Hand pollination, also known as mechanical pollination is a technique that can be used to pollinate plants when natural or open pollination is either undesirable or insufficient.

Hand-pollination of two gourd blossoms


Phalaenopsis pollinia (orange) attached to a toothpick with its sticky viscidium

This method of pollination is done by manually transferring pollen from the stamen of one plant to the pistil of another. The plant the pollen is taken from is called the pollen donor or pollen parent, while the plant receiving the pollen is the seed parent. Hand-pollination is often done with a cotton swab or small brush, but can also be done by removing the petals from a male flower and brushing it against the stigmas of female flowers, or by simply shaking flowers in the case of bisexual flowers, such as tomatoes. A special case are plants where the pollen are condensed in a mass called the pollinium, such as in orchids. In this case a small utensil is used to which the pollinia will stick.


Common reasons for choosing this method include the lack of pollinators, keeping control of cross-pollination between varieties grown together,[1] and creating specific hybrids.[2]

Examples of this are vanilla plants, which are transported to areas where its natural pollinator doesn't exist, or plants grown in greenhouses, urban areas, or with a cover to control pests, where natural pollinators cannot reach them. Pollinator decline and the concentrated pollination needs of monoculture can also be a factor.

However, these are not the only reasons, and variable techniques for hand-pollination have arisen for many specialty crops. For instance, hand-pollination is used with date palms to avoid wasting space and energy growing sufficient male plants for adequate natural pollination. Because of the level of labor involved, hand-pollination is only an option on a small scale, used chiefly by small market gardeners and owners of individual plants. On large-scale operations, such as field crops, orchards, or commercial seed production, honeybees or other pollinators are a more efficient approach to pollination management.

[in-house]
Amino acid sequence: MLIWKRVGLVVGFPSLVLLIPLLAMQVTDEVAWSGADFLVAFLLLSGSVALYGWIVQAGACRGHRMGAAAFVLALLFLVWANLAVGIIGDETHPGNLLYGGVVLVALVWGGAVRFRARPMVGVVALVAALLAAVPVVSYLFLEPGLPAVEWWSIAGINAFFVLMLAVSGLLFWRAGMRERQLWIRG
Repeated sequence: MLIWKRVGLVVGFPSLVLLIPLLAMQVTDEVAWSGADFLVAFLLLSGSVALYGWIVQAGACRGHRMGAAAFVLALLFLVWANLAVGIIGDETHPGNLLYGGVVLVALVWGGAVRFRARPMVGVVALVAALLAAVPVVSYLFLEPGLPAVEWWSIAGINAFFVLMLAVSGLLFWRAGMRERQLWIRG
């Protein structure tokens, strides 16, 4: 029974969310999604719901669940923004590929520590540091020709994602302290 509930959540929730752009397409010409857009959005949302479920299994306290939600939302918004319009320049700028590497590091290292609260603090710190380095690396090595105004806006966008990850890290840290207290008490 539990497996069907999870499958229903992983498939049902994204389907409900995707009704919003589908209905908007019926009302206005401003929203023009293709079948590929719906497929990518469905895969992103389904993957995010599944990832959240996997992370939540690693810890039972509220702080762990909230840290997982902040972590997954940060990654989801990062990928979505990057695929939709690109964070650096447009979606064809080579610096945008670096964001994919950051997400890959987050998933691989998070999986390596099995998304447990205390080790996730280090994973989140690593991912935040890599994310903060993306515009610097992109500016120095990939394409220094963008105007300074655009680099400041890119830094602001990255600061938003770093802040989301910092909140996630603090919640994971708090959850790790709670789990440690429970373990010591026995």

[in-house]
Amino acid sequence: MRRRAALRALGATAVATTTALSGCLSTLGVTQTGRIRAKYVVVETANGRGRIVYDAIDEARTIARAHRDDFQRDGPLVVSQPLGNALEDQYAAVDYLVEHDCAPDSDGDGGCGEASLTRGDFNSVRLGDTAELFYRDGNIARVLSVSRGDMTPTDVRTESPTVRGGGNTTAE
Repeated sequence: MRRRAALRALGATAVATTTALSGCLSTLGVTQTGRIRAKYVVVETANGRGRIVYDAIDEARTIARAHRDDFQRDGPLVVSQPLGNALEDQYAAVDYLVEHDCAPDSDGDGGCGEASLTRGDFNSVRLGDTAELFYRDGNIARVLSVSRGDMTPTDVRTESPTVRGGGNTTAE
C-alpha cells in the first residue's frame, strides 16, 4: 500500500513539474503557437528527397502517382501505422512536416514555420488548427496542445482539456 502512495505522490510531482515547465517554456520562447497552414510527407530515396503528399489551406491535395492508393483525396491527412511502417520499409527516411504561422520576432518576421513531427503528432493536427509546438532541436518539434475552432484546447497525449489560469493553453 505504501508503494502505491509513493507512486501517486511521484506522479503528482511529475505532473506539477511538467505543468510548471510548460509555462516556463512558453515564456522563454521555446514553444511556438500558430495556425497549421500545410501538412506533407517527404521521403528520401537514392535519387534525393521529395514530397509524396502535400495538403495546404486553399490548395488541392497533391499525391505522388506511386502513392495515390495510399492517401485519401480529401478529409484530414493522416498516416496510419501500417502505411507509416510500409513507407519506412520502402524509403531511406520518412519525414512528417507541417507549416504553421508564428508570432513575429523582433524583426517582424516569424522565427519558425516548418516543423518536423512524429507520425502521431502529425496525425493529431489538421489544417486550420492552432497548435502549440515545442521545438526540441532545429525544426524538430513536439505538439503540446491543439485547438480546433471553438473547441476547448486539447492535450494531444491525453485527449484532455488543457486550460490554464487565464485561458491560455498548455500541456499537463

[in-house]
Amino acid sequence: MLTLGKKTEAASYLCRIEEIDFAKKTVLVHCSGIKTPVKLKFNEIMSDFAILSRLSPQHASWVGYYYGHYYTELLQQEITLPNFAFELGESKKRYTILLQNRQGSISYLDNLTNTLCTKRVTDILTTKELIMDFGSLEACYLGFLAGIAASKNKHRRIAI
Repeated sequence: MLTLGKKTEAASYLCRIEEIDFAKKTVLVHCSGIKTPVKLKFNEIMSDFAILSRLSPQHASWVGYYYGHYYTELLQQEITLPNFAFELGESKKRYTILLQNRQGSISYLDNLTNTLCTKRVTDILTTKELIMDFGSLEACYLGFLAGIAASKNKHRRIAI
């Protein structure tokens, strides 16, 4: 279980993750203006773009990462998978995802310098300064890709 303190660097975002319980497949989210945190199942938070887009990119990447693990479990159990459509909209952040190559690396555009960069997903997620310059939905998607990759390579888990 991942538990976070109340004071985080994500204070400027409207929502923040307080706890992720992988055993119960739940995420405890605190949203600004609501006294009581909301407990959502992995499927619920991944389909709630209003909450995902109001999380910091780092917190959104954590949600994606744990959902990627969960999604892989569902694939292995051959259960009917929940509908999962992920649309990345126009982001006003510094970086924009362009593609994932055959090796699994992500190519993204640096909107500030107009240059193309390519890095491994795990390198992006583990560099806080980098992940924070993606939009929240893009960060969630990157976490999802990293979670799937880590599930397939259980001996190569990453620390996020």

Despite this, hand-pollination is a fairly widespread practice. Pears grown in Hanyuan County, China have been hand-pollinated since the 1980s, because they can't be pollinated with other varieties that have different flowering times; also, lice infestation requires the use of many insecticide sprays, which causes local beekeepers to refuse to lend beehives.

See also

  • RoboBee
  • Materially Engineered Artificial Pollinators


  1. McLaughlin, Chris (2010). "5. Pure Pollination". The Complete Idiot's Guide to Heirloom Vegetables. Penguin. p. 56. ISBN 978-1-61564-052-2. Retrieved July 5, 2011.
  2. Rai, Nagendra; Rai, Mathura (2006). Heterosis breeding in vegetable crops. New India Publishing. ISBN 978-81-89422-03-5. Retrieved July 5, 2011.
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